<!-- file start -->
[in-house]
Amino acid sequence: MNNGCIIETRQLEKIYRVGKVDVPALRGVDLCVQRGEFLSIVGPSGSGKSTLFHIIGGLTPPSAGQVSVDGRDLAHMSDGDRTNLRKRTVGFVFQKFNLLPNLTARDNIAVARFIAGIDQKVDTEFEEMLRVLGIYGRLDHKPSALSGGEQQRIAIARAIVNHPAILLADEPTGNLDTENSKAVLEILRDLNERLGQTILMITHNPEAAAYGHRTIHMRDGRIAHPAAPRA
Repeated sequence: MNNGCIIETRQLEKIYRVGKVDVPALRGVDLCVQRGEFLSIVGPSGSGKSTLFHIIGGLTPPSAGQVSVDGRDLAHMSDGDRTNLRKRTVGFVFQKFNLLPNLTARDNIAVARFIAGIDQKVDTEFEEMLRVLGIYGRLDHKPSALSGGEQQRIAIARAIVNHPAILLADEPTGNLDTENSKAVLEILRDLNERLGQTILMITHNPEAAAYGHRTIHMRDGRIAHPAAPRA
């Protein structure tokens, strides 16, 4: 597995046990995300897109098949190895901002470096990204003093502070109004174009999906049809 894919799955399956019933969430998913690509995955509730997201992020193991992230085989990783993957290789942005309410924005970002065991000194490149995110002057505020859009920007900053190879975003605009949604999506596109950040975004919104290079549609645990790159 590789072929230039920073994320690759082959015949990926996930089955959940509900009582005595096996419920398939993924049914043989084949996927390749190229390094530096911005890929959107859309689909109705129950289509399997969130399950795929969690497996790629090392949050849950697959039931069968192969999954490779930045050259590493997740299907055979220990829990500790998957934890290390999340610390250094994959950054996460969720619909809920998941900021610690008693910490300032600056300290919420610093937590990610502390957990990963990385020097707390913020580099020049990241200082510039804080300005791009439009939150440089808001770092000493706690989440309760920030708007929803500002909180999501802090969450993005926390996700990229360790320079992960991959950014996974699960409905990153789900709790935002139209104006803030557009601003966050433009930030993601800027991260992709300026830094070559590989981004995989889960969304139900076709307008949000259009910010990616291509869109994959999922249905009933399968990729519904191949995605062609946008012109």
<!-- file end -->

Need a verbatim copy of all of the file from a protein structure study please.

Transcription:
[in-house]
Amino acid sequence: MNNGCIIETRQLEKIYRVGKVDVPALRGVDLCVQRGEFLSIVGPSGSGKSTLFHIIGGLTPPSAGQVSVDGRDLAHMSDGDRTNLRKRTVGFVFQKFNLLPNLTARDNIAVARFIAGIDQKVDTEFEEMLRVLGIYGRLDHKPSALSGGEQQRIAIARAIVNHPAILLADEPTGNLDTENSKAVLEILRDLNERLGQTILMITHNPEAAAYGHRTIHMRDGRIAHPAAPRA
Repeated sequence: MNNGCIIETRQLEKIYRVGKVDVPALRGVDLCVQRGEFLSIVGPSGSGKSTLFHIIGGLTPPSAGQVSVDGRDLAHMSDGDRTNLRKRTVGFVFQKFNLLPNLTARDNIAVARFIAGIDQKVDTEFEEMLRVLGIYGRLDHKPSALSGGEQQRIAIARAIVNHPAILLADEPTGNLDTENSKAVLEILRDLNERLGQTILMITHNPEAAAYGHRTIHMRDGRIAHPAAPRA
């Protein structure tokens, strides 16, 4: 597995046990995300897109098949190895901002470096990204003093502070109004174009999906049809 894919799955399956019933969430998913690509995955509730997201992020193991992230085989990783993957290789942005309410924005970002065991000194490149995110002057505020859009920007900053190879975003605009949604999506596109950040975004919104290079549609645990790159 590789072929230039920073994320690759082959015949990926996930089955959940509900009582005595096996419920398939993924049914043989084949996927390749190229390094530096911005890929959107859309689909109705129950289509399997969130399950795929969690497996790629090392949050849950697959039931069968192969999954490779930045050259590493997740299907055979220990829990500790998957934890290390999340610390250094994959950054996460969720619909809920998941900021610690008693910490300032600056300290919420610093937590990610502390957990990963990385020097707390913020580099020049990241200082510039804080300005791009439009939150440089808001770092000493706690989440309760920030708007929803500002909180999501802090969450993005926390996700990229360790320079992960991959950014996974699960409905990153789900709790935002139209104006803030557009601003966050433009930030993601800027991260992709300026830094070559590989981004995989889960969304139900076709307008949000259009910010990616291509869109994959999922249905009933399968990729519904191949995605062609946008012109």